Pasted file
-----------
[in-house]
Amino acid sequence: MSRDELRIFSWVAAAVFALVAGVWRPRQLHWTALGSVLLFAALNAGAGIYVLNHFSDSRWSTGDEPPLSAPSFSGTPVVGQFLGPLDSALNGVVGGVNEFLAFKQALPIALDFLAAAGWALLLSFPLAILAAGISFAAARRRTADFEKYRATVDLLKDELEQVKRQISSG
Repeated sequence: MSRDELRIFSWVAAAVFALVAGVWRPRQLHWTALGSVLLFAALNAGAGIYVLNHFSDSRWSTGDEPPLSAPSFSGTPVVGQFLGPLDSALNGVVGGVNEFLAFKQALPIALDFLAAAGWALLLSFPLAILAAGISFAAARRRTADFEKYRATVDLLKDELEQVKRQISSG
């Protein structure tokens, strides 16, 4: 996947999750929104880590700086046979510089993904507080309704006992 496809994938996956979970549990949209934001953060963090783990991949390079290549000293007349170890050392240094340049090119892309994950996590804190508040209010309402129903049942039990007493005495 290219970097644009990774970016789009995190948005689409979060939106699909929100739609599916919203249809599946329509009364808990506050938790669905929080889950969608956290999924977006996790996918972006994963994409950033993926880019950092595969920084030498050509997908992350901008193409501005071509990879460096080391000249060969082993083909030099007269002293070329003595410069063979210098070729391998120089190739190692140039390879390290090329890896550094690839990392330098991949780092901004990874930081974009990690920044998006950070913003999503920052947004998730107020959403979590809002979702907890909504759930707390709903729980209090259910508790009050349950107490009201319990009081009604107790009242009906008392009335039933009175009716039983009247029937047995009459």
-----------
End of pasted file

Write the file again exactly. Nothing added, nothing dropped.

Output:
[in-house]
Amino acid sequence: MSRDELRIFSWVAAAVFALVAGVWRPRQLHWTALGSVLLFAALNAGAGIYVLNHFSDSRWSTGDEPPLSAPSFSGTPVVGQFLGPLDSALNGVVGGVNEFLAFKQALPIALDFLAAAGWALLLSFPLAILAAGISFAAARRRTADFEKYRATVDLLKDELEQVKRQISSG
Repeated sequence: MSRDELRIFSWVAAAVFALVAGVWRPRQLHWTALGSVLLFAALNAGAGIYVLNHFSDSRWSTGDEPPLSAPSFSGTPVVGQFLGPLDSALNGVVGGVNEFLAFKQALPIALDFLAAAGWALLLSFPLAILAAGISFAAARRRTADFEKYRATVDLLKDELEQVKRQISSG
């Protein structure tokens, strides 16, 4: 996947999750929104880590700086046979510089993904507080309704006992 496809994938996956979970549990949209934001953060963090783990991949390079290549000293007349170890050392240094340049090119892309994950996590804190508040209010309402129903049942039990007493005495 290219970097644009990774970016789009995190948005689409979060939106699909929100739609599916919203249809599946329509009364808990506050938790669905929080889950969608956290999924977006996790996918972006994963994409950033993926880019950092595969920084030498050509997908992350901008193409501005071509990879460096080391000249060969082993083909030099007269002293070329003595410069063979210098070729391998120089190739190692140039390879390290090329890896550094690839990392330098991949780092901004990874930081974009990690920044998006950070913003999503920052947004998730107020959403979590809002979702907890909504759930707390709903729980209090259910508790009050349950107490009201319990009081009604107790009242009906008392009335039933009175009716039983009247029937047995009459």